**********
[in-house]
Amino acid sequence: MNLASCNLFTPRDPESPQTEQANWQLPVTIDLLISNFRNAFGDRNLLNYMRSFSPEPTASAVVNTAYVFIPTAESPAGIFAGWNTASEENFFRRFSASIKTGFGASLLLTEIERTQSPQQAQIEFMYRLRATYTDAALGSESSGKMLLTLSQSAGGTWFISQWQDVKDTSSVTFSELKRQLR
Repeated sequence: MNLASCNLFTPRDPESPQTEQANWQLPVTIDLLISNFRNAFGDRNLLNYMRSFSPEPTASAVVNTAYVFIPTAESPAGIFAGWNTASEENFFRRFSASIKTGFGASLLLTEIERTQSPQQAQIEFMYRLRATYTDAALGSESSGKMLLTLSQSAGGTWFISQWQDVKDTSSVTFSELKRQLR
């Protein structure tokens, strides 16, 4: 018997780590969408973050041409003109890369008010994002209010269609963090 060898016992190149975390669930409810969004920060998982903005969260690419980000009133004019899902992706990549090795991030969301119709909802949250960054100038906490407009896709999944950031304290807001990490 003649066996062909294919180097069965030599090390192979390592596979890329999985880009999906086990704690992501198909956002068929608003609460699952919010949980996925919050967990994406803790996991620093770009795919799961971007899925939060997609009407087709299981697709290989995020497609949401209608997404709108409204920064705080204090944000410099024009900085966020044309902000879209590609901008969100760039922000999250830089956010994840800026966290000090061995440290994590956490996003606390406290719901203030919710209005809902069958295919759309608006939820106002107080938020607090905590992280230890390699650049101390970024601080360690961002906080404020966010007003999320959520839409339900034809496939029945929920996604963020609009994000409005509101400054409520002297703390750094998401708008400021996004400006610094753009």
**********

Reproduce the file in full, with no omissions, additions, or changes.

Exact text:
[in-house]
Amino acid sequence: MNLASCNLFTPRDPESPQTEQANWQLPVTIDLLISNFRNAFGDRNLLNYMRSFSPEPTASAVVNTAYVFIPTAESPAGIFAGWNTASEENFFRRFSASIKTGFGASLLLTEIERTQSPQQAQIEFMYRLRATYTDAALGSESSGKMLLTLSQSAGGTWFISQWQDVKDTSSVTFSELKRQLR
Repeated sequence: MNLASCNLFTPRDPESPQTEQANWQLPVTIDLLISNFRNAFGDRNLLNYMRSFSPEPTASAVVNTAYVFIPTAESPAGIFAGWNTASEENFFRRFSASIKTGFGASLLLTEIERTQSPQQAQIEFMYRLRATYTDAALGSESSGKMLLTLSQSAGGTWFISQWQDVKDTSSVTFSELKRQLR
């Protein structure tokens, strides 16, 4: 018997780590969408973050041409003109890369008010994002209010269609963090 060898016992190149975390669930409810969004920060998982903005969260690419980000009133004019899902992706990549090795991030969301119709909802949250960054100038906490407009896709999944950031304290807001990490 003649066996062909294919180097069965030599090390192979390592596979890329999985880009999906086990704690992501198909956002068929608003609460699952919010949980996925919050967990994406803790996991620093770009795919799961971007899925939060997609009407087709299981697709290989995020497609949401209608997404709108409204920064705080204090944000410099024009900085966020044309902000879209590609901008969100760039922000999250830089956010994840800026966290000090061995440290994590956490996003606390406290719901203030919710209005809902069958295919759309608006939820106002107080938020607090905590992280230890390699650049101390970024601080360690961002906080404020966010007003999320959520839409339900034809496939029945929920996604963020609009994000409005509101400054409520002297703390750094998401708008400021996004400006610094753009």